Category: genetics 101

More on ABO Blood Type: The Key to Compatibility

When it comes to blood transfusions, what's good for one person might be deadly for another. This might seem obvious today, but until 1900 the idea of "blood types" wasn’t understood. A person in need of a transfusion could find himself getting a donation from just about anyone, and sometimes even an ...

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Novel Techniques Suggest Neanderthal Populations Dwindled in the Face of Expanding Humans

The Neanderthals have always held a special place in the field of anthropology.  The skeletal remains of our short, stocky evolutionary relatives have been found everywhere from Spain to Iraq. Their physical likeness to our own species, and the possibility that humans and Neanderthals may have interacted, ...

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The Disappearing Y: New Study Uncovers the History and Future of the Y Chromosome

It may be you've heard a rumor that males are on the brink of extinction. Whatever you may think of that prospect, the rumor is false. But over the past decade, numerous studies have hinted that the Y chromosome, a male necessity, is going the way of the dodo. Though other studies have suggested this ...

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Archaeologists Discover Early Example of Domesticated Camels

Most experts agree that the earliest examples of farming and animal domestication lie in the aptly named Fertile Crescent, in present day Iraq.  But still many questions have lingered over the years, especially with regard to remnants of farming or animal domestication that have not survived to the present ...

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People of the Veil: New Study Reveals Clues to Origins of the Nomadic Tuaregs

Not many people could survive the harsh conditions of the Sahara Desert.  Yet the Tuareg have lived in the the region for millennia. The Tuareg call themselves the Imazghan, meaning "free people." Today they are known for a distinctive dark blue turban worn by the men, and for their long history as ...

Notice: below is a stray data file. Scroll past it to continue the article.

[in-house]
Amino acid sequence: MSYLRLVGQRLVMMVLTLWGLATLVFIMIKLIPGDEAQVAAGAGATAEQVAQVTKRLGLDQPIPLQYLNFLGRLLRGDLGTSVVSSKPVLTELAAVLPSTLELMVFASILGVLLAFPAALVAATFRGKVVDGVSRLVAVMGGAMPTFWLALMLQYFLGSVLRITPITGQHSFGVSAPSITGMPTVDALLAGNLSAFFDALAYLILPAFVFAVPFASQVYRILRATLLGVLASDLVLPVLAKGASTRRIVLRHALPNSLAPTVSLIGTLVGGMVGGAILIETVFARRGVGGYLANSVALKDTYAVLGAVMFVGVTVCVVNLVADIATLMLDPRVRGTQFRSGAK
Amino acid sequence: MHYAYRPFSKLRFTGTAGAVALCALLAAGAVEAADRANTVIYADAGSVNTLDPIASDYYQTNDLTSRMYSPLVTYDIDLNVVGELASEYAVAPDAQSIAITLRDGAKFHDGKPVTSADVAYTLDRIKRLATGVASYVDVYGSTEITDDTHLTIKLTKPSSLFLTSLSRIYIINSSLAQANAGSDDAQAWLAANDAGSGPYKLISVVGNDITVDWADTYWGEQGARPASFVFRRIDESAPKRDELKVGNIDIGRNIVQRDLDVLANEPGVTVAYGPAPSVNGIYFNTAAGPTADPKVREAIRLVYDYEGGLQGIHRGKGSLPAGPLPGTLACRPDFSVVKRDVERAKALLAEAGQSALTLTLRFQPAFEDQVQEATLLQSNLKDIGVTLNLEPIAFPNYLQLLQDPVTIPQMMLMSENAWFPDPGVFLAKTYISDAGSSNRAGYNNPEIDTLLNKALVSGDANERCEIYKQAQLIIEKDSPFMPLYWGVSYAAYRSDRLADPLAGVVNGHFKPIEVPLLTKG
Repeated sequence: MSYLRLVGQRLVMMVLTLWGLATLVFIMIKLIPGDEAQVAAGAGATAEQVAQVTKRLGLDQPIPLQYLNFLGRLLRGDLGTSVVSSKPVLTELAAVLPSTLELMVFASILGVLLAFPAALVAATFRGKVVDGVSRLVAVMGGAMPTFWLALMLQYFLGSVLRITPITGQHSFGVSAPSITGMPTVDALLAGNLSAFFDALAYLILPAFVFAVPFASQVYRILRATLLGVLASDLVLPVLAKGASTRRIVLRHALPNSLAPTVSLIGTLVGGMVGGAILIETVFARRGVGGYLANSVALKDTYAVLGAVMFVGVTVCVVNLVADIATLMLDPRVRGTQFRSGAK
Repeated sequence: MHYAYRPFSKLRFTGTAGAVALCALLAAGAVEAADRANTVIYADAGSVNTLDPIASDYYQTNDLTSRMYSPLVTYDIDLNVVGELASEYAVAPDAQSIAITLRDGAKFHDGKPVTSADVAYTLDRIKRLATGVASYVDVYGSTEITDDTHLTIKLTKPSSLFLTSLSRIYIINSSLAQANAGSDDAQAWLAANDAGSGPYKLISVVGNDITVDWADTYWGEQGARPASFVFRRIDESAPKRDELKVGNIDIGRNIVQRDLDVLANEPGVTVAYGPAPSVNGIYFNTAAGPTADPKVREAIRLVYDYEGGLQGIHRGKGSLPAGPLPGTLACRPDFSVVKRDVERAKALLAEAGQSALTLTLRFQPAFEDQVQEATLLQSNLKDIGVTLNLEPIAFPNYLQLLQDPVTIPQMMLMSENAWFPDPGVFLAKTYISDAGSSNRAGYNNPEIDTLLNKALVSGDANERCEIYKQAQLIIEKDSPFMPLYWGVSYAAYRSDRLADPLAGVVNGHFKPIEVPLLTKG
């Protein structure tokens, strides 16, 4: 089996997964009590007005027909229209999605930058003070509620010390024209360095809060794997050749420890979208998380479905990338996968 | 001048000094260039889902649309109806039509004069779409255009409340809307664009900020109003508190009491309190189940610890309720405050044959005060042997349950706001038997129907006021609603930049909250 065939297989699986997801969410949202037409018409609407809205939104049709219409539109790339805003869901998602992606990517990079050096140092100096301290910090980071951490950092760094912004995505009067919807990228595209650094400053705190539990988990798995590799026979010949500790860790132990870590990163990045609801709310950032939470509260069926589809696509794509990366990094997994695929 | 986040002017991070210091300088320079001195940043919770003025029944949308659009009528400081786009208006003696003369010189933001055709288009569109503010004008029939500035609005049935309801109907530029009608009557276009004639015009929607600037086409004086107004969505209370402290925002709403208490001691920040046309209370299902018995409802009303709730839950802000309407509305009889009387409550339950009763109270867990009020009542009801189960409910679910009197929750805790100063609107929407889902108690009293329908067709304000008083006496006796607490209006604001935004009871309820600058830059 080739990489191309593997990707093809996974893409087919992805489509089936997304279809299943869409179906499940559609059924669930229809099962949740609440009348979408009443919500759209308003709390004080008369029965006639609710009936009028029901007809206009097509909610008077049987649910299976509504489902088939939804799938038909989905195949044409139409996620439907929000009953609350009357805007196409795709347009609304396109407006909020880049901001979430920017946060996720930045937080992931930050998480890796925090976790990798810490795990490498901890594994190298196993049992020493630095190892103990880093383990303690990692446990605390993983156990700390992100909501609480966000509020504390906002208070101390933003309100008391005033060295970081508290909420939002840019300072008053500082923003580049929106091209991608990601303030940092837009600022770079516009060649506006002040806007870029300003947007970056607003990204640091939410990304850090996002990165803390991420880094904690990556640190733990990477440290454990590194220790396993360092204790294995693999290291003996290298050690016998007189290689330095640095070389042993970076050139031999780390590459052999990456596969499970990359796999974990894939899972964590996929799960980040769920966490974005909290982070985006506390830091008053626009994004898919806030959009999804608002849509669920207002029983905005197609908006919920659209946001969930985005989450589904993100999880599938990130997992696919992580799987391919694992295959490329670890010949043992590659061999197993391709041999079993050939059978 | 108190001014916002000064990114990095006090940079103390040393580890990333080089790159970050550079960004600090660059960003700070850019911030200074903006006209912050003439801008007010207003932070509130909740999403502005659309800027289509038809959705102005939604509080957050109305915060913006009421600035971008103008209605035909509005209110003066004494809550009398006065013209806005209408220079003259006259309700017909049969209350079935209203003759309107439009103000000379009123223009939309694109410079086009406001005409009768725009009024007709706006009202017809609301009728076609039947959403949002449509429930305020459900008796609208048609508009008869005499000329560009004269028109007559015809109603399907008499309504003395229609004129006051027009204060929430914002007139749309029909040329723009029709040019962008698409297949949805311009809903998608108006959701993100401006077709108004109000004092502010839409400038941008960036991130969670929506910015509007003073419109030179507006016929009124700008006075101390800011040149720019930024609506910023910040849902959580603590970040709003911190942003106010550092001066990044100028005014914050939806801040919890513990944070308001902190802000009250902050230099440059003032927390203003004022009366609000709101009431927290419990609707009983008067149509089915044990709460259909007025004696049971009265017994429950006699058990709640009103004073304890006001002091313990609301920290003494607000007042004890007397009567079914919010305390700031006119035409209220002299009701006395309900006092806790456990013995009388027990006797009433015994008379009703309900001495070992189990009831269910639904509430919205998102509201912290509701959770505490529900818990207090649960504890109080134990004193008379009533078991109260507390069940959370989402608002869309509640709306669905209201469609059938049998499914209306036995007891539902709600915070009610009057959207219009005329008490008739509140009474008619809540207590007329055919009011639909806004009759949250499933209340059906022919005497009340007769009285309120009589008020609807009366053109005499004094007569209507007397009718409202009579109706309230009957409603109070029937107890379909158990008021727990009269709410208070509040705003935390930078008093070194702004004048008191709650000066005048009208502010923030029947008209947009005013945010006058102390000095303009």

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DNA Day 2009 – It’s Almost Here!

DNA Day was created in 2003 by a congressional resolution to celebrate two important milestones in the study of genetics: the 50th anniversary of the description of the double-helix structure of DNA by James D. Watson and Francis H.C. Crick and the completion of the Human Genome Project. DNA Day is usually ...

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Baby, It’s Cold Outside: Researchers Tie Variation in Cancer Gene to Winter Temperatures

How can geneticists tell when a genetic difference between two human populations is an accident and when it’s the result of natural selection? As our species moved out of Africa and spread out across the globe, there were a lot of chances for random DNA mutations to occur.  Many of these were neutral – ...

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Understanding The Genetics of Parkinson’s Disease: A Work In Progress

PET scans showing dopamine activity in a normal brain and a Parkinson's patient's before and after treatment with a therapeutic implant. More than a million Americans have Parkinson's disease, and another 50,000 are diagnosed each year. Scientists know that many of the characteristic symptoms of ...

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The Genetics of Globalization

Before 500 years ago people rarely went far to find a mate, choosing a husband or wife from the locally available pool of men and women. But with the dawn of European colonialism people from different parts of the world were suddenly living side by side, and had a whole new set of people to choose from when ...

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History’s Mysteries: Finding Answers in our DNA

As we have shown time and again here at the Spittoon, our DNA can greatly illuminate the lives of our most ancient ancestors.  We've learned how the ancient Phoenicians left their genetic footprints scattered across the Mediterranean Sea, and seen the DNA signatures of the first farmers sprinkled everywhere ...

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